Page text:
2005-12-15

    Thin films of CsPbBr{sub 3} were prepared by co-evaporation of CsBr and PbBr{sub 2} powders. Deposited materials are constituted by nanometer-sized crystals as evidenced by atomic force microscopy and X ray diffraction. Impedance spectroscopy measurements, aimed to study the dielectric relaxation processes and transport mechanisms at grain boundary and grain interior, reveal a complex response of the material both on the frequency and on the temperature variations. DC current voltage curves are ohmic for applied electric field strength up to 2 x 10{sup 6} V/cm. The DC conductivity Arrhenius plot gives a value of the activation energy equal to 0.85 eV, smaller then that expected for an intrinsic semiconductor. On the other hand, impedance measurements on a wide frequency range and at different temperatures can be reduced to a single master curve addressing hopping transport mechanism and dielectric relaxation processes being active. Finally, a simple model based on multiple Voigt's elements has been used to fit the impedance spectroscopy data and to evaluate relevant material parameters.

  9. Dissociation mechanism of HNIW ions investigated by chemical ionization and electron impact mass spectroscopy

    Energy Technology Data Exchange (ETDEWEB)

    Yang, Rongjie; Xiao, Hemiao [School of Materials Science and Engineering, Beijing Institute of Technology, Beijing 100081 (China)

    2006-04-15

    Chemical Ionization (CI) with Collision-Induced Dissociation (CID) spectroscopy and Electron Impacting (EI) with metastable Mass analyzed Ion Kinetic Energy (MIKE) spectroscopy have been applied to study ionic dissociations of Hexanitrohexaazaisowurtzitane (HNIW). Similarities and differences between EI/MIKE and CI/CID mass spectra of HNIW were analyzed. In EI mass spectra, the ions [HNIW-n NO{sub 2}]{sup +} (n=2-5), such as the ion at m/z 347, were less frequent (1-2% relative abundance), but in CI mass spectra, these ions were very abundant. For some ions of large molar mass from HNIW, their dissociations pathways from parent ions to daughter ions were built according to CID and MIKE spectra. Molecular ions of HNIW with a protonated nitro group at five-member ring seem more stable than at six-member ring. The HNIW ions losing five of six nitro groups are very stable based on CID spectra, which agrees with some research results for thermal decomposition of HNIW in literature. (Abstract Copyright [2006], Wiley Periodicals, Inc.)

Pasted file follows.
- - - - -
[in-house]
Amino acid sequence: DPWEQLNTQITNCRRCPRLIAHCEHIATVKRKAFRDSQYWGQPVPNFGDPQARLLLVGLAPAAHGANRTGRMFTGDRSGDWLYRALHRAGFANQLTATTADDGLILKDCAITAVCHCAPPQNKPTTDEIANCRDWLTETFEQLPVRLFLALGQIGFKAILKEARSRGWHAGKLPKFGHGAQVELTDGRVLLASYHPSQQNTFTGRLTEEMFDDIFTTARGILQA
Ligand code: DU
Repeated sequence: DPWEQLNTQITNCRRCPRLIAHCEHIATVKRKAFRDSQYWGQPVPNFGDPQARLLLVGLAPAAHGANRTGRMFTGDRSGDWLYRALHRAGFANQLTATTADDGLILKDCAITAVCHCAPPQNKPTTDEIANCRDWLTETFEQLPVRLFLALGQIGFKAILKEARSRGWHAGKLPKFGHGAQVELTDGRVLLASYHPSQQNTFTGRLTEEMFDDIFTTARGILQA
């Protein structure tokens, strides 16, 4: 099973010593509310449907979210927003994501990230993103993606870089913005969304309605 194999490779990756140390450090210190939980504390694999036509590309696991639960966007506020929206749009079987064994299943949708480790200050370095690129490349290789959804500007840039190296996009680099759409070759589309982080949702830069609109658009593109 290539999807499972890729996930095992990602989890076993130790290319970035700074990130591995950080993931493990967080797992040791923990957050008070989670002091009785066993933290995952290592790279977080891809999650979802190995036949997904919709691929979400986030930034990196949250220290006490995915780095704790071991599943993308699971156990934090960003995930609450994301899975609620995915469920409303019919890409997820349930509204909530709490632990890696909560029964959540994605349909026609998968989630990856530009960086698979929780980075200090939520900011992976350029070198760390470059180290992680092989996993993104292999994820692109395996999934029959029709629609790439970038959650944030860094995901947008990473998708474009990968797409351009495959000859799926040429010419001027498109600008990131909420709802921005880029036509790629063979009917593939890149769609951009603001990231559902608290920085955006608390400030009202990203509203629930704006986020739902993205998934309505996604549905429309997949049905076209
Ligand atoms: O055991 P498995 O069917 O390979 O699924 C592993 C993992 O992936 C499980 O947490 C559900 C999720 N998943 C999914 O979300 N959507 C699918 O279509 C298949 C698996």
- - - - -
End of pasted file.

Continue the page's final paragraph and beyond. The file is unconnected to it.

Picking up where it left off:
10. Investigation of Deuterium Implantation into Beryllium Sample by Electron Energy Loss Spectroscopy

    Science.gov (United States)

    Afanas'ev, V. P.; Gryazev, A. S.; Kaplya, P. S.; Köppen, M.; Ridzel, O. Yu; Subbotin, N. Yu; Hansen, P.

    2017-11-01

    Quantitative analysis of hydrogen isotopes in first wall as well as in construction materials of future fusion devices plays a crucial role to understand the evolution of those materials under operation conditions. A quantitative understanding of hydrogen in materials is also an important issue for storing energy as well as for fuel cells. A combination of Electron Energy Loss Spectroscopy (EELS) and Elastic Peak Electron Spectroscopy (EPES) is presented in this study to tackle these problems of modern material research for energy production and storage. Accurate inelastic scattering background subtraction is a key part of the presented quantitative measurement of the Be/D ratio. The differential inelastic scattering cross-section is determined by the fitting procedure. The fitting procedure is based on the iterative solution of the direct problem and minimization of the residual between computed and measured spectra. This study also takes into account the difference in electron energy loss laws for surface and bulk. The inelastic scattering cross-sections for different doses of deuterium ions in beryllium substrate (5.5·1021 m-2 and 2.01·1022 m-2) were defined in a two-layered model. The analysis is carried out for the EELS spectra. Relative concentration of D atoms is defined.